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There are a lot of things that can be done to improve existing security around a home. Some of it can be done now without garnering the wrath of neighbors and the Home Owners Association (HOA). However, further hardening the perimeter will probably have to wait. Ideally, we would all Bug Out to a rural property, if that option was available, with our ideal number of group members waiting and have the manpower for regular patrols. However, there is a good number of Preppers that plan to shelter in place, or Bug In, at their primary residence.
If you are in an unfamiliar area, can you determine direction without using a compass? Okay, let me add to that. Can you do it without the use of the sun or stars because of heavy cloud cover? If you answered no, you need to keep reading. I am going to explain how to use trees, moss, and hillsides as a navigational tool.
Putting up large buckets of wheat and rice and beans at home after collecting buckets, oxygen absorbers, and hitting bulk stores and feed stores is undoubtedly the least expensive way to increase food storage. For some, it’s not an option. It requires a fairly large outlay, although price per serving is low. It requires confidence that an iron really will seal a Mylar bag or purchase of a heat clamp. It requires purchase in enough bulk to use up the oxygen absorbers, or getting large packs of those is just a waste of money. It also requires storage space for a stack of buckets, and with heavy things like grains and beans, kitty litter buckets don’t stack well, so it requires the ability to haul large buckets around.
Herbal medicines or Traditional medicines have been around for as long as man has and are the basis of modern medicines. David Hoffman, a clinical phytotherapist (herbal medicine) for 20 years, says that medicinal plants have been used for several millennia and as recently as 60 years ago, our pharmacopeias showed that modern drugs were derived from plants.
There is no doubt that disaster can strike at any time, but unfortunately there is no one, uniform type of disaster. On any day, at any time, you could fall victim to a natural disaster, war/invasion, or just about any other terrible thing that you could think of. Being prepared for that disaster is something you can do that separates you from a large majority of the rest of the population. While it goes without saying that you will need ample food, water, and shelter should a disaster strike, what if I said that gold should be added to that list?
One of the most exciting things about primitive outdoor survival skills is the fact that nothing is viewed as garbage. Everything in the environment can be put to use if a person is willing to think out of the box. The idea of reuse and recycle has never been more accurate than in the art of primitive survival skills.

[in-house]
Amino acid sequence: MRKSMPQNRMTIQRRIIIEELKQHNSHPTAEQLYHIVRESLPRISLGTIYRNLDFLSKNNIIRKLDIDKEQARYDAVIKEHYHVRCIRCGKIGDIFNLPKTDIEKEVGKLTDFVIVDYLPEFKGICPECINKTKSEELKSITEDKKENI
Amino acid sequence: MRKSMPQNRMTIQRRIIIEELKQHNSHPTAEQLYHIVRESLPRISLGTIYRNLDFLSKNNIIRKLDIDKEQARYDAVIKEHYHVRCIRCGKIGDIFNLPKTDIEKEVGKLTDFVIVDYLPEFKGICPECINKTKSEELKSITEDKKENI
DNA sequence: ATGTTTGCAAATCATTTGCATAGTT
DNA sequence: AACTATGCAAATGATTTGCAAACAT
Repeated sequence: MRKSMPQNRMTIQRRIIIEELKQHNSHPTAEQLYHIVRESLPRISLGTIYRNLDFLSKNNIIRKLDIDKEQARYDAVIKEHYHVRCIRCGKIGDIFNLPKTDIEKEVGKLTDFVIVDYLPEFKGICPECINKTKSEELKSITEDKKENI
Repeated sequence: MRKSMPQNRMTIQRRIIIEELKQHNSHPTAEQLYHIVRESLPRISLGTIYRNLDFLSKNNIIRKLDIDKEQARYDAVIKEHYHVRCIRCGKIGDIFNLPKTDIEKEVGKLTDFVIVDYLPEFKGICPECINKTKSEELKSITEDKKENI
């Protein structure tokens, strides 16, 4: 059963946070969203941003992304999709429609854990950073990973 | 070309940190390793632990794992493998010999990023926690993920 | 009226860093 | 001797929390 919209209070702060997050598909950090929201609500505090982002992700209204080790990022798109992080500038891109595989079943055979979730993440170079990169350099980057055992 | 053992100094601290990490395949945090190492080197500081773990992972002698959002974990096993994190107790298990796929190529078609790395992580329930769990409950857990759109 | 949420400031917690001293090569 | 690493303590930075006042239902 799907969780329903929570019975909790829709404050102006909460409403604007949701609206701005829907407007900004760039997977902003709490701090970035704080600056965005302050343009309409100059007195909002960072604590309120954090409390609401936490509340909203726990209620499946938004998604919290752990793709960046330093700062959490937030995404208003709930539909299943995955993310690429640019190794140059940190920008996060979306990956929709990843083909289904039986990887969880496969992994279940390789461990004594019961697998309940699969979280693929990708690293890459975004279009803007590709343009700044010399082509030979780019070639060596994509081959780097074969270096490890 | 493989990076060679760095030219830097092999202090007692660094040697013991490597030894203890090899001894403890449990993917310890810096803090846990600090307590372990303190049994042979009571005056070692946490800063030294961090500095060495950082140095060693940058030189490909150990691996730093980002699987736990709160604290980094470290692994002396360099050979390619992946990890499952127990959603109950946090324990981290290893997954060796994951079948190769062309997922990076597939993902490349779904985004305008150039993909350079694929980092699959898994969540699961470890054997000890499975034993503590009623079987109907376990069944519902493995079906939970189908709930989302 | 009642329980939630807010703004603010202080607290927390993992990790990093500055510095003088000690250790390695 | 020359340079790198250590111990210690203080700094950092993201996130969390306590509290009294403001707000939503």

Somewhere down the road, a good tracker became about as hard to come by as Bigfoot. They have been seen on television, in the movies and a few claim to have met one in real life, but they are so rare (according to the movies) one must question whether or not they are real. With the deity-like status, that must mean that normal folk like you and I can never hope to become trackers, right? Wrong. But hold on a minute, just because a guy says he is a tracker, does not automatically make him one. With that said, a word of warning if you decide to learn the art of tracking, be careful who you ask for training. Not everybody is who they say they are.
There are a lot of options when it comes to securing your home in a grid-down situation. However, all of these options are not feasible now; due to homeowners associations and potential law suits if neighborhood children accidently infiltrate your perimeter. However, there are some things even suburbanites and city dwellers don’t have to wait to implement. Some of them would definitely raise some eyebrows now, but some are relatively fast and easy to put up once you decide you need to harden the home a little more. For now, let’s focus on foot traffic. It’s a big, expansive topic, so to save reader’s eyes, I’ve broken it into more readily consumed chunks.
The controversy between heirloom and hybrid seeds came up recently and the preference for heirloom seeds has been stated on this forum as well. It comes up pretty much anytime prepper growers get together. It's almost a ubiquitous as "check out my BOB." I have a different take on it than some/many seem to, so I'll share. Take it with a grain of salt.
Let’s imagine you are new to firearms and you have decided to run down to your local Gander Mountain or Dick’s Sporting Goods to buy a shotgun. The primary intended purpose for your new shotgun is home defense, but you are considering the idea it might come in handy for some game hunting applications after the world undergoes some societal breakdown.
Survival enthusiasts often resort to the Law of Threes during training and practice runs to keep the idea top of mind. The Law of Threes is one way to remember exactly what needs to be done when things get a little crazy.
The Allied prisoners of World War II tell of the four most valuable possessions a POW could have, nicotine (tobacco), ethanol (alcohol), caffeine (tea), and sugar. Any POW who possessed or could get his hands on any of these four items could thrive during captivity. There are stories of some POWs who died from hunger and malnutrition because they traded away their meager rations of food for tobacco and alcohol. Here the statements, “I am dying for a smoke” and “I am dying for a drink” are literally true. A survival garden full of delicious and nutritious fruits and vegetables will help you and your family to survive. But, if you want to thrive there are a few plants you need to add to your survival garden, no matter its size.